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  • The Weekly FAQ: advice on Airbnb landlord rights, selling tenanted homes and absentee land taxes.

The Weekly FAQ: advice on Airbnb landlord rights, selling tenanted homes and absentee land taxes.

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Samantha is a Sydney-based real estate and home improvement writer. She is currently Head of Marketing at OpenAgent.

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Tenants listing properties on Airbnb: landlord rights

Q: My question is regarding a tenant listing a property on Airbnb. As a landlord, what rights do you have? - Sam

A: Hey, Sam. Since there are no federal laws governing rentals in Australia, laws can vary in each state. Most lease agreements require tenants to obtain reasonable written landlord consent in order to sublease. What’s murky is understanding whether a request to sublet on Airbnb is considered reasonable.

To date, reasonable consideration has included requesting the financial or rental history of potential subtenants, which doesn’t fit well into the hotel-like framework of Airbnb.

"It seems then that unless the law changes, you can refuse a tenant’s request to list on Airbnb."

The easiest way to deter tenants from listing your property is to add an explicit clause referencing Airbnb (and possibly Gumtree, HomeAway and Stayz as well) to your lease agreement. Many real estate agencies are now doing this, with the clause stating that tenants are not to use Airbnb without the written consent of the landlord in each instance.

If you don’t currently have a clause like this in your lease agreement and your tenants are listing your property on Airbnb without your consent, we would encourage you to speak to your real estate agency about your options.

Selling a tenanted apartment: what should I do?

Q: Hi, I have a CBD apartment and would like to sell it. I currently have a tenant, but don’t know whether I should renew the lease incase a possible owner occupier wants to buy it and not an investor. Do you have any suggestions? - Richard

selling tenanted apartments

A: Hi Richard, thanks for your question. If you’re looking to sell your property with tenants on a long term lease, you might deter buyers who are looking to move in as soon as possible. On the other hand, having trustworthy tenants already in place can be a big selling point for an investor.

In order to cast the widest net possible, you might not want to issue a new lease agreement. If your current tenants are currently renting outside of their fixed-term lease and are on a rolling periodic agreement, then you’re able to issue a 30-day notice of termination if you sell to an owner-occupier buyer.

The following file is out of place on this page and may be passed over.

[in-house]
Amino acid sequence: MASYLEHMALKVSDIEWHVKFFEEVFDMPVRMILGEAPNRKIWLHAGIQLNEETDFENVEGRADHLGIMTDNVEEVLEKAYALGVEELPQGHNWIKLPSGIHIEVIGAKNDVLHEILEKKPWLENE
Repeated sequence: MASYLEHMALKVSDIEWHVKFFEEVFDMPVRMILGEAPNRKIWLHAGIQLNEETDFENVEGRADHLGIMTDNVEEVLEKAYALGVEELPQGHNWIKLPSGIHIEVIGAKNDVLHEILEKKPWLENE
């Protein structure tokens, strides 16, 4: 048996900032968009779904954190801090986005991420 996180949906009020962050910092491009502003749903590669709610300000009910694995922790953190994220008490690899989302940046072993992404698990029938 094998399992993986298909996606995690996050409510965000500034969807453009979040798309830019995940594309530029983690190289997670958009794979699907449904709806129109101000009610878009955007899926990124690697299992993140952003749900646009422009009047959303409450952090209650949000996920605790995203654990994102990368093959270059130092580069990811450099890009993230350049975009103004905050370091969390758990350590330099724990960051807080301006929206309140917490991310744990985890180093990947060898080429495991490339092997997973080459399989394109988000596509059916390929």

This can be done if both of the following conditions are met: you’ve exchanged a contract for sale with the buyer and the contract requires you to give ‘vacant possession’ to the buyer. 

If you sign a new fixed-term agreement before you sell, then you cannot terminate your agreement for sale of the premises and the new buyer must honour the fixed-term. If your lease agreement is periodic, then an investor who buys the property will become a landlord from settlement date of the property and they can choose to either a) introduce a new lease agreement or b) continue with the period agreement.

Find out more about this here.

Absentee Land Taxes in Queensland - do they apply to me?

Q: I’m an Australian citizen residing in New Zealand. I’m looking at purchasing an investment property in Queensland with it becoming my retirement home in 10 years. The QLD Government have recently introduced a yearly ‘absentee’ tax. Does this affect me? What other taxes would I be liable for? - Josh

A: Hi Josh, according to Property Law Today, it sounds like you could be affected by the Absentee Land Tax Bill. For the purposes of land tax, an ‘absentee’ is someone who does not ordinarily reside in Australia. The Office of State Revenue will consider several factors to determine whether you usually live in Australia during the financial year or not.

You would be deemed an absentee if in the last financial year you:

  1. Were away from Australia at 30th of June; or,
  2. Have been away from Australia for more than 6 months in total during the financial year before 30 June.

You won’t be classed as an absentee landowner if you’re:

  1. A public officer of the Federal or State Government and you’re absent due to the performance of your duties; or
  2. Working for your employer in Australia for at least 1 continuous year before you went overseas and have been directed by your employer to continue working for them overseas for a period less than 5 years.

Other taxes that you may be liable for greatly depend on your situation. For this reason, we would encourage you to speak to a Queensland-based property lawyer so you’re able to purchase an investment property with confidence.

Do you have something you want answered? Drop us a line!